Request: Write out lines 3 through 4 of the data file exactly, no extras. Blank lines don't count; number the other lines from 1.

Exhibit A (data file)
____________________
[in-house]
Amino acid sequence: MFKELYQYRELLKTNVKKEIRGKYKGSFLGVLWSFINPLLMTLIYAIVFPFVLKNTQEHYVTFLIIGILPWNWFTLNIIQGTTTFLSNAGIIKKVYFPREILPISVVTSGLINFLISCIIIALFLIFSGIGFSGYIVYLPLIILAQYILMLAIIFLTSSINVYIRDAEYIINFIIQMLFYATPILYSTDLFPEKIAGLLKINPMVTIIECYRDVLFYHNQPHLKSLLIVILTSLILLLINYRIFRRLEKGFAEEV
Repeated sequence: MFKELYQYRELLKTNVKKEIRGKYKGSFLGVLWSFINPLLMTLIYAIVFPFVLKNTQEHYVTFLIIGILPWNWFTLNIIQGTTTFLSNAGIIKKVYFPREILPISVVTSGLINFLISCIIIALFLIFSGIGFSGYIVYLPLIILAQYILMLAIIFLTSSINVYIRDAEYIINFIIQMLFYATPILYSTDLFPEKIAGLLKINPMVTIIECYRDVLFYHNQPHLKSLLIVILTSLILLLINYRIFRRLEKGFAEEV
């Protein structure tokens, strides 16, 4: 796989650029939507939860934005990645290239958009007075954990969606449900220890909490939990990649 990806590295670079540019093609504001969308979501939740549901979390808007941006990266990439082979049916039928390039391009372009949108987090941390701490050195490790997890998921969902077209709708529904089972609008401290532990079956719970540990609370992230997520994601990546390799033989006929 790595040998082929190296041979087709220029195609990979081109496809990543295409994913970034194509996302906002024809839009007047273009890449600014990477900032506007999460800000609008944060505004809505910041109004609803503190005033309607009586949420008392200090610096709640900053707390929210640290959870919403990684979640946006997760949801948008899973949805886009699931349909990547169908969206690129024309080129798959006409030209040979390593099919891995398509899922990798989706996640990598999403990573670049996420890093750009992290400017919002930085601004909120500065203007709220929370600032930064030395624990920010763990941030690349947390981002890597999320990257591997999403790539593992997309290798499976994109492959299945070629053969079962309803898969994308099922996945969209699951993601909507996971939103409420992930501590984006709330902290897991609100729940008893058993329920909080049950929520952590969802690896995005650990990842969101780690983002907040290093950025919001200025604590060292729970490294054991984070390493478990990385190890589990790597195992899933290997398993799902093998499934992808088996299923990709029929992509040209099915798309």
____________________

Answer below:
Repeated sequence: MFKELYQYRELLKTNVKKEIRGKYKGSFLGVLWSFINPLLMTLIYAIVFPFVLKNTQEHYVTFLIIGILPWNWFTLNIIQGTTTFLSNAGIIKKVYFPREILPISVVTSGLINFLISCIIIALFLIFSGIGFSGYIVYLPLIILAQYILMLAIIFLTSSINVYIRDAEYIINFIIQMLFYATPILYSTDLFPEKIAGLLKINPMVTIIECYRDVLFYHNQPHLKSLLIVILTSLILLLINYRIFRRLEKGFAEEV
């Protein structure tokens, strides 16, 4: 796989650029939507939860934005990645290239958009007075954990969606449900220890909490939990990649 990806590295670079540019093609504001969308979501939740549901979390808007941006990266990439082979049916039928390039391009372009949108987090941390701490050195490790997890998921969902077209709708529904089972609008401290532990079956719970540990609370992230997520994601990546390799033989006929 790595040998082929190296041979087709220029195609990979081109496809990543295409994913970034194509996302906002024809839009007047273009890449600014990477900032506007999460800000609008944060505004809505910041109004609803503190005033309607009586949420008392200090610096709640900053707390929210640290959870919403990684979640946006997760949801948008899973949805886009699931349909990547169908969206690129024309080129798959006409030209040979390593099919891995398509899922990798989706996640990598999403990573670049996420890093750009992290400017919002930085601004909120500065203007709220929370600032930064030395624990920010763990941030690349947390981002890597999320990257591997999403790539593992997309290798499976994109492959299945070629053969079962309803898969994308099922996945969209699951993601909507996971939103409420992930501590984006709330902290897991609100729940008893058993329920909080049950929520952590969802690896995005650990990842969101780690983002907040290093950025919001200025604590060292729970490294054991984070390493478990990385190890589990790597195992899933290997398993799902093998499934992808088996299923990709029929992509040209099915798309």